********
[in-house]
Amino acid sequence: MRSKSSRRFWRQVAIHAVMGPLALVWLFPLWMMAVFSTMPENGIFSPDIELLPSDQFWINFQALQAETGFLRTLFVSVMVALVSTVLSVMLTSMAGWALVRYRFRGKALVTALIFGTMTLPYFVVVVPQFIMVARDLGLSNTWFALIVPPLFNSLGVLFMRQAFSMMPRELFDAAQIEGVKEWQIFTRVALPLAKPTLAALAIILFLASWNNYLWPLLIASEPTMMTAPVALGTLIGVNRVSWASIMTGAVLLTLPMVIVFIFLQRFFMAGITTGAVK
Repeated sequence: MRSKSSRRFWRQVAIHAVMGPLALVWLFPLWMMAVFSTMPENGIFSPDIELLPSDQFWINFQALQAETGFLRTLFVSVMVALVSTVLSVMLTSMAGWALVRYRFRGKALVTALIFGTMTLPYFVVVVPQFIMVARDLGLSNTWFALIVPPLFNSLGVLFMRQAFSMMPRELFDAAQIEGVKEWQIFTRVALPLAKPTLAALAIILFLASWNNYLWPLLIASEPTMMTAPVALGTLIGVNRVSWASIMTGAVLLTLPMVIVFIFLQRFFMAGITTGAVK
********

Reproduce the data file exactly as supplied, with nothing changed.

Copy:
[in-house]
Amino acid sequence: MRSKSSRRFWRQVAIHAVMGPLALVWLFPLWMMAVFSTMPENGIFSPDIELLPSDQFWINFQALQAETGFLRTLFVSVMVALVSTVLSVMLTSMAGWALVRYRFRGKALVTALIFGTMTLPYFVVVVPQFIMVARDLGLSNTWFALIVPPLFNSLGVLFMRQAFSMMPRELFDAAQIEGVKEWQIFTRVALPLAKPTLAALAIILFLASWNNYLWPLLIASEPTMMTAPVALGTLIGVNRVSWASIMTGAVLLTLPMVIVFIFLQRFFMAGITTGAVK
Repeated sequence: MRSKSSRRFWRQVAIHAVMGPLALVWLFPLWMMAVFSTMPENGIFSPDIELLPSDQFWINFQALQAETGFLRTLFVSVMVALVSTVLSVMLTSMAGWALVRYRFRGKALVTALIFGTMTLPYFVVVVPQFIMVARDLGLSNTWFALIVPPLFNSLGVLFMRQAFSMMPRELFDAAQIEGVKEWQIFTRVALPLAKPTLAALAIILFLASWNNYLWPLLIASEPTMMTAPVALGTLIGVNRVSWASIMTGAVLLTLPMVIVFIFLQRFFMAGITTGAVK